High sugar ryegrasses for livestock systems in New Zealand


  • G.R. Edwards
  • A.J. Parsons
  • S. Rasmussen
  • R.H. Bryant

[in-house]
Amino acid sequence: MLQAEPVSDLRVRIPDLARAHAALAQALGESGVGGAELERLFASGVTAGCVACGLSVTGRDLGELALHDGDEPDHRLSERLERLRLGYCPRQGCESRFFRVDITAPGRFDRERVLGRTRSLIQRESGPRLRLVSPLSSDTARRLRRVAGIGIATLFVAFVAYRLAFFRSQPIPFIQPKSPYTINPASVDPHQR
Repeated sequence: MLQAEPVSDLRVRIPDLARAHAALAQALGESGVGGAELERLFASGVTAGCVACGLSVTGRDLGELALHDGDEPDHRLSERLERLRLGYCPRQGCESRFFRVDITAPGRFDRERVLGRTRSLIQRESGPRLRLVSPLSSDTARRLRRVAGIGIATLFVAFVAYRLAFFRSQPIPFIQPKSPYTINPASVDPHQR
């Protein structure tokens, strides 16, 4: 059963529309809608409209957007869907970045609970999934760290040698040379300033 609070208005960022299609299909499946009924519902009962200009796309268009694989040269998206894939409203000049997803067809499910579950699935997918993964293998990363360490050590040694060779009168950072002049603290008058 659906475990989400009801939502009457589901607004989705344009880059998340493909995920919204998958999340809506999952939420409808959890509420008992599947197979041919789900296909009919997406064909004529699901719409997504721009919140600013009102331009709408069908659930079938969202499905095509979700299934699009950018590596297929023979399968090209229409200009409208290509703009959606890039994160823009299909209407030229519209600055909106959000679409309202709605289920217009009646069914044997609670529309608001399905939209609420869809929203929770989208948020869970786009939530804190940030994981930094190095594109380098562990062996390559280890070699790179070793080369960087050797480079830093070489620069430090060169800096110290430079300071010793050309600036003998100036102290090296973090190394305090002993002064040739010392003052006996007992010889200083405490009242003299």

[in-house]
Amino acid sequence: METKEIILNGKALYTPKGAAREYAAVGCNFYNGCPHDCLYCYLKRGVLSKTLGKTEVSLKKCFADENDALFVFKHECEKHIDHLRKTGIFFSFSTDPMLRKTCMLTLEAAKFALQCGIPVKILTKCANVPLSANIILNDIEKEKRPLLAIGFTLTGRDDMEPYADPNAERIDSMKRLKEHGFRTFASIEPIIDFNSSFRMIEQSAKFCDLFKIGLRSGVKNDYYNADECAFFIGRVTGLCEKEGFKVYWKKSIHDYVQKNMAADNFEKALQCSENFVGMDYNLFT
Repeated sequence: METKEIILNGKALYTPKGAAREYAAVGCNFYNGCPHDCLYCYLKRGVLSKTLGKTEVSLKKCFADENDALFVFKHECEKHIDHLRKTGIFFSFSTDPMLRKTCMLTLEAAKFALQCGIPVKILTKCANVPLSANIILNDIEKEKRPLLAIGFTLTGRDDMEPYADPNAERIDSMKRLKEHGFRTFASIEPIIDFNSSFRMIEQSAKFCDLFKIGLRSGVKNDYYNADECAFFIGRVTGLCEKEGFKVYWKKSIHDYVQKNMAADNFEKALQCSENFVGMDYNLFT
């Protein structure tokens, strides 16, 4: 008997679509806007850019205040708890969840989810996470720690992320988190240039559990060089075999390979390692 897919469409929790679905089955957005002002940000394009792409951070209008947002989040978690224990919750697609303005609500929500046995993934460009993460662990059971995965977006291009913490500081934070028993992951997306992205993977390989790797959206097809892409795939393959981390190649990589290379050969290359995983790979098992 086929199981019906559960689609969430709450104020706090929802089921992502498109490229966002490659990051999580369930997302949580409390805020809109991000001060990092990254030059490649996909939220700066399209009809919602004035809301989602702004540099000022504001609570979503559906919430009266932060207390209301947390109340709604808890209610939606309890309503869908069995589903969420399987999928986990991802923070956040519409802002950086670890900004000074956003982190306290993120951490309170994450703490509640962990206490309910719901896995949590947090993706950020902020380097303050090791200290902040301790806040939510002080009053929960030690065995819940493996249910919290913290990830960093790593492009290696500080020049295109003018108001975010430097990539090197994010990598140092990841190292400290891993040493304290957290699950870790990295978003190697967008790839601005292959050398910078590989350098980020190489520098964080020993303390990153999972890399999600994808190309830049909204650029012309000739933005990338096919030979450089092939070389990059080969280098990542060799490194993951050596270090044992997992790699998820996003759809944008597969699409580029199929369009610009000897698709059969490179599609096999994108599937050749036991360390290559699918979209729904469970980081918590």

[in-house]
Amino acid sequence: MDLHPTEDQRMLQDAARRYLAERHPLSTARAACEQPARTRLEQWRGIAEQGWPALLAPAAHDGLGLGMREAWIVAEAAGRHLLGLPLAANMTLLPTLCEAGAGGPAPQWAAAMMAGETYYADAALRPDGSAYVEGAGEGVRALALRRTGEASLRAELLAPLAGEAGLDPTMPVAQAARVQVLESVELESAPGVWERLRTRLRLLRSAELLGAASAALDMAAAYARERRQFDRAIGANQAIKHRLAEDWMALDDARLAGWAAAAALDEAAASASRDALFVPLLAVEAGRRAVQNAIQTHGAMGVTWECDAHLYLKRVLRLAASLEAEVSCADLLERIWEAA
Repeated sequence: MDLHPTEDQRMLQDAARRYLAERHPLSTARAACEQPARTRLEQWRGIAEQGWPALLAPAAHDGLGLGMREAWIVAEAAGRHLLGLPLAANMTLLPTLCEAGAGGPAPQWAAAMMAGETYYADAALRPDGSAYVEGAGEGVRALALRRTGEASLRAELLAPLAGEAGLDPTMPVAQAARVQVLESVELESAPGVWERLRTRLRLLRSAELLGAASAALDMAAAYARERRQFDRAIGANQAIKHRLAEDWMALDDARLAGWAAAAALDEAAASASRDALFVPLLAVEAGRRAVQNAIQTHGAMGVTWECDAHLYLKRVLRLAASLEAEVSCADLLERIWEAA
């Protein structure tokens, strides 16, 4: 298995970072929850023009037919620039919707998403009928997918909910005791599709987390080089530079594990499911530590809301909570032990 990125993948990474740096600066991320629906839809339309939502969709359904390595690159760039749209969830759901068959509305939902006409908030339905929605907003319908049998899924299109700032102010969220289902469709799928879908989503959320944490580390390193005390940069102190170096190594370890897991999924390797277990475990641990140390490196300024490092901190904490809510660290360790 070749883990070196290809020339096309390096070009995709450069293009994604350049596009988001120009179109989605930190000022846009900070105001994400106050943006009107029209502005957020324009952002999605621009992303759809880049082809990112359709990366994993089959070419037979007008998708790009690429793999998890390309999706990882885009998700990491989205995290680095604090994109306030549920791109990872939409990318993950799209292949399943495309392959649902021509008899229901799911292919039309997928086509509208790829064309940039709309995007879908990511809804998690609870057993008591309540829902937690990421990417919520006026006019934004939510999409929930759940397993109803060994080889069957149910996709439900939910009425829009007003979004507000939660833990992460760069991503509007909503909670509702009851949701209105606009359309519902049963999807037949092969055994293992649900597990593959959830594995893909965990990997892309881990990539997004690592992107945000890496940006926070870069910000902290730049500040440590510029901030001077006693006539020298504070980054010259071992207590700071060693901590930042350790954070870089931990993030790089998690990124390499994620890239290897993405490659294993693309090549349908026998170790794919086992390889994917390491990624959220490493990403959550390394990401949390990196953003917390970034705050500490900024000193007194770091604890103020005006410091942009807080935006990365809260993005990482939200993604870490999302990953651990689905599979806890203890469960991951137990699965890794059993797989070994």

There has been mounting interest over the proposed production and environmental benefits from using perennial ryegrass cultivars bred to have higher water soluble carbohydrate content (high sugar grasses). Here, we objectively review published evidence, from the EU and New Zealand, of the effects of these on milk yield per cow, liveweight gain in sheep, N utilisation and wider trophic interactions. The literature reveals substantial variation in animal responses, though some of the uncertainty in interpretation can be resolved by combining the data from multiple trials, and showing this forms a continuum of response to diet quality. It also reveals variation in the degree to which the sugar trait has been expressed, possibly reflecting a gene x environment interaction. Achieving a more consistent, and probably greater than current, expression of the high sugar trait would be a valuable goal. We suggest 'proof of concept' has been shown, notably for the potential for improving N utilisation in the rumen, and so reducing the proportion of N intake lost in urine. The evidence suggests that this may be a greater challenge, albeit a more valuable goal, because of the relatively high N (crude protein) content forages that predominate in the New Zealand pasture industry. Keywords: animal performance, high sugar grass, Lolium perenne, perennial ryegrass, nitrogen utilisation, trait expression, water soluble carbohydrates







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